SAN ANTONIO — Even with generous donations from the community, and creative ways to bring in revenue, the last few months have been a struggle for the San Antonio Zoo.
“Unlike most zoos in the country, we depend 100 percent on ticket sales and grants and donations, we’re not supplemented by the city or the county or the state. So, we 100 percent depend on the public to really support us,” said Tim Morrow, CEO of the San Antonio Zoo. “During this pandemic, we've really been working the message probably better than we ever have, that we're a nonprofit. We really need help.”
Since the coronavirus pandemic forced the zoo to shut-down, no visitors means no revenue.
Morrow said it takes at least $500,000 to operate the zoo each week.
Plus, he said 60 percent of employees had to be placed on furlough.
“We dipped in emergency funds. We have extended loans with our banks. We've extended lines of credit. We've deferred loan payments on things,” said Morrow. “You can plan for emergencies all you want, but nobody could plan for what we're going through now with basically a 100 percent shut down for going on over two months now.”
“So, closing and losing all that income was catastrophic to us instantly,” he added.
The zoo made national headlines with their creative way to stay afloat, drive-thru zoo tours.
“People talk about thinking out of the box. Our team doesn't believe that there is a box,” said Morrow.
Morrow said since the zoo started the drive-thru tours a few weeks ago, they’ve seen up to 1,000 visitors a day.
On Monday, Governor Greg Abbott gave the green light to reopen more Texas businesses in Phase II of his plan to reopen the state’s economy.
In that plan, zoos can reopen starting next Friday, May 29.
The whole staff was probably cheering because we've been waiting for this announcement for a while,” said Morrow. “We're finally starting to see the light at the end of the tunnel.”
Under Abbott’s plan, zoos can reopen at 25 percent capacity while implementing safety guidelines.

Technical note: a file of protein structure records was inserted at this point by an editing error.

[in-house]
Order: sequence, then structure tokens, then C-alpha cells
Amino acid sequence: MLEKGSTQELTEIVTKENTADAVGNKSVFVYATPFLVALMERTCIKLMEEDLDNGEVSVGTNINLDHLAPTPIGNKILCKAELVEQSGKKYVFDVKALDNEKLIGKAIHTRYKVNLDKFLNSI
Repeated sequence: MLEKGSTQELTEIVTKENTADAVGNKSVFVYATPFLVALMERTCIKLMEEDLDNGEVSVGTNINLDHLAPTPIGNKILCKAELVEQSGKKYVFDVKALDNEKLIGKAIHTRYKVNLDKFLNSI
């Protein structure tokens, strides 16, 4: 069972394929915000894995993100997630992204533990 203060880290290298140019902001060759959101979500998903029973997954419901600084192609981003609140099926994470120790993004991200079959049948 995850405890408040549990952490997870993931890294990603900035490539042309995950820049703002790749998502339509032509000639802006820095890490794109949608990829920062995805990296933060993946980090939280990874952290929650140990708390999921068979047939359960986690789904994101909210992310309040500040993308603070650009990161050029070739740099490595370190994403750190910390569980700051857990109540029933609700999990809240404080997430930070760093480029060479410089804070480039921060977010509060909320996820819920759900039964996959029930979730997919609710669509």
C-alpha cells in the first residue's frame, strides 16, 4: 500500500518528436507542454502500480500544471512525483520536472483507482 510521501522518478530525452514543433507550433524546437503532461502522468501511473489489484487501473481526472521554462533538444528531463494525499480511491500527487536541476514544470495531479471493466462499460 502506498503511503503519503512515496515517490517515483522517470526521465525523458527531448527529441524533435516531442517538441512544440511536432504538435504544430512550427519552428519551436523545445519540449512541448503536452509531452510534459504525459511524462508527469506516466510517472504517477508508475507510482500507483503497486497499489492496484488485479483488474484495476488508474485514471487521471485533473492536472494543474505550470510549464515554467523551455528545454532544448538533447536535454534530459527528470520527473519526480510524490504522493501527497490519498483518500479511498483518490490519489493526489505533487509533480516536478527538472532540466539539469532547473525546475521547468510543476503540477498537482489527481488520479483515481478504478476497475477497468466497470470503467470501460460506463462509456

Morrow said that his team has been working on a reopening plan since the shutdown forced them to close.
When the zoo reopens, Morrow said it will be a more controlled environment where they will be limiting ticketing per hour, visitors will be able to travel only one way through the zoo grounds, social distancing rules will be in place, and some areas of the zoo will remain closed, like indoor exhibits.
Morrow said they estimate 25 percent capacity will be around 3,000 visitors at one time. That's not a perfect scenario; Morrow said during previous holiday weekends like Memorial Day, they could see between 12 and 15,000 visitors at one time.
“The 25 percent will put us a little bit behind, but it's better than zero percent that’s coming in right now, so we'll take it,” said Morrow.
Morrow said they are still working with the city leaders to confirm a reopen date, but they’re hoping to reopen on May 29.
He said they’re ready for their flock of guests to come back.
“Our culture is family first at the zoo and we treat each other like family. And, so we miss them like we would our own family members,” said Morrow.
“We really can't wait to greet them walking in with our families and their kids, and seeing those looks on the kids' eyes and hearing the joy in their voices when they see these animals for the first time,” he added.
Morrow said the drive-thru tours have been extended until Thursday, May 21.
Follow this link for tickets to the drive-thru zoo experience.